And the kniphofia stands guard at the beginning of a path.



Sorry, I can't say anything intelligent about this picture. It just makes me go weak at the knees. What a view. And in the foreground, the angelica has raided the dressing up box and is pretending to be a tree.
Seriously, Derry's nursery has a lot to do with my reasons for moving. I went there with VP (yes, I blame her too) and Marty Wingate back in August, and had a wonderful afternoon being shown round the garden by Derry herself. We got back to VP's house for supper, and I sat there bleating: "I want to live in Derry's house! I want to have Derry's garden! I want to come and buy my plants at Derry's nursery!"
Marty teased me, saying: "You just want to BE Derry!" and VP said: "Well, why not? You could do it, you could sell your house in London, and move to Wiltshire." No, I couldn't possibly, I said, I have to keep working until my kids are through university, and I enjoy my job, and OK, I might get very tired, and I might really miss the kids now they're both off to college and feel that the house is too big, but it'll be fine.
All the way home, driving along the motorway, that little seedling of an idea took root and grew. Marty went off to Edinburgh for the festival, and I got on the internet and started looking at properties.
I warn you: these women are dangerous.

24 comments:

  1. So that is how it began? What a wonderful and exciting new beginning! Kudos to you on making the big change. I want to live there too, and buy plants from Derry and see you all often!
    xoxoxo
    Frances

    ReplyDelete
  2. Victoria, I have this image of you as the kid in the candy shop! Clive's gardens are marvelous and Derry's garden makes me go weak in the knees, too. xoxogail

    ReplyDelete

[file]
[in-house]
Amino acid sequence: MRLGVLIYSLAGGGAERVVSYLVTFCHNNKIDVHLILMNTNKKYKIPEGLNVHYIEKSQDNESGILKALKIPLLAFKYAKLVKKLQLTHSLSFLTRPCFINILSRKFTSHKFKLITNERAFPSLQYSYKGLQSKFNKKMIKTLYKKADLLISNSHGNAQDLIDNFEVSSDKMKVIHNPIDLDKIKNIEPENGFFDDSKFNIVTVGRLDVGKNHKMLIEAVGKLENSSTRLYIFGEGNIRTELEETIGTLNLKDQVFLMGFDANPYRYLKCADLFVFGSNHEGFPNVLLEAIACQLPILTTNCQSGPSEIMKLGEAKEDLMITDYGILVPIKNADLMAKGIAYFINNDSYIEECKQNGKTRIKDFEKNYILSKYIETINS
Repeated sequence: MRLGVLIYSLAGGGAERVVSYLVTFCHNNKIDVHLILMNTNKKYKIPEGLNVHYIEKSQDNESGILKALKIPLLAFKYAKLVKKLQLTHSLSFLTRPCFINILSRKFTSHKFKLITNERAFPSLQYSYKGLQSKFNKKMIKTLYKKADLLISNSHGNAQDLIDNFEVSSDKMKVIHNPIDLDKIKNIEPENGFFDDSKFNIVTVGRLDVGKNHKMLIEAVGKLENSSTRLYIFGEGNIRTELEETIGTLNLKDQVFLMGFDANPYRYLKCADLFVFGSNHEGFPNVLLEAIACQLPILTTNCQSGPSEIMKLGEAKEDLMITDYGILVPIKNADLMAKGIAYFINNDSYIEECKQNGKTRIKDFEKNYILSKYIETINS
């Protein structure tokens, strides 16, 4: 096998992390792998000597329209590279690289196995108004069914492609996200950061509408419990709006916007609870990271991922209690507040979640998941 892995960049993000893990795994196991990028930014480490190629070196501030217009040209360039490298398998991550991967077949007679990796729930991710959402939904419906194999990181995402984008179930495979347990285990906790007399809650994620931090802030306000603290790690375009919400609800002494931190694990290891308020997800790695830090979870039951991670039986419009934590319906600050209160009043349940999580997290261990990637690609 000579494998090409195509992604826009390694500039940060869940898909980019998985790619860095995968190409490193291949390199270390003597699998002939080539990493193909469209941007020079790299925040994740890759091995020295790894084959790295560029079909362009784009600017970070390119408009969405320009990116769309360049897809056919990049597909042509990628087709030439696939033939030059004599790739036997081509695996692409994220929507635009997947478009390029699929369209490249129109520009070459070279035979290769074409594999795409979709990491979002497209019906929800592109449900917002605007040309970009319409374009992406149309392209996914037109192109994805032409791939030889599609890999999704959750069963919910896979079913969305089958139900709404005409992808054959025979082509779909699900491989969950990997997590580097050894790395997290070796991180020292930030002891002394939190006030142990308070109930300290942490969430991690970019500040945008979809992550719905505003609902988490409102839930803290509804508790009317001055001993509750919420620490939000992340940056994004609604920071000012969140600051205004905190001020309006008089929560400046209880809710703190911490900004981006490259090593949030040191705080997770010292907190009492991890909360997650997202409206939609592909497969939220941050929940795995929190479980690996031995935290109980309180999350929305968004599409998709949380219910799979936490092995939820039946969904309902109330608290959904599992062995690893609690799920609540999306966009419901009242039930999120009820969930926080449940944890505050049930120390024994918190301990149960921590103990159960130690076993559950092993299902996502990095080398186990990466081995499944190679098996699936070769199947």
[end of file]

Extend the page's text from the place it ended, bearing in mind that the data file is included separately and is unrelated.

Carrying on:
3. Oh, oh, oh. I might have mentioned before that my earliest memories are of our garden in the Cotswolds, before my parents emigrated to Canada. It has been imprinted on my mind as the ultimate dream. Glad you've been able to live yours.

    ReplyDelete
  4. Yep, I can see all of that at Awkward Hill. You also saw something similar to Tom Stuart-Smith's cloud pruning on that fateful day, at The Courts.

    Whilst you don't have Derry's view, you do have a gorgeous one - I love the field behind your new house, complete with sheep. It's going to be a lovely task to frame it.

    It all goes to show, how we take our place in life completely for granted, but how easily it can change. All in the space of an afternoon :)

    ReplyDelete
  5. Those are my kind of dangerous women!

    ReplyDelete
  6. So that's how it all began :) enchanting beginnings and can sense your excitement with your new house and garden.

    The style you are planning is definitely sympathetic with your location. Looking forward to your progress, a graduation from urban exotics to country elegance.

    ReplyDelete
  7. Can't wait to see where you take this garden. You have a winter of planning ahead, I imagine. How large is the garden area?

    ReplyDelete
  8. Victoria, I have never really considered shape echoes in a garden before. You've opened my eyes. Have you thought about color echoes. I had a similar epiphany regarding color when I read Color Echoes by Pamela Harper. If you can get your hands on a copy I heartily recommend it.

    ReplyDelete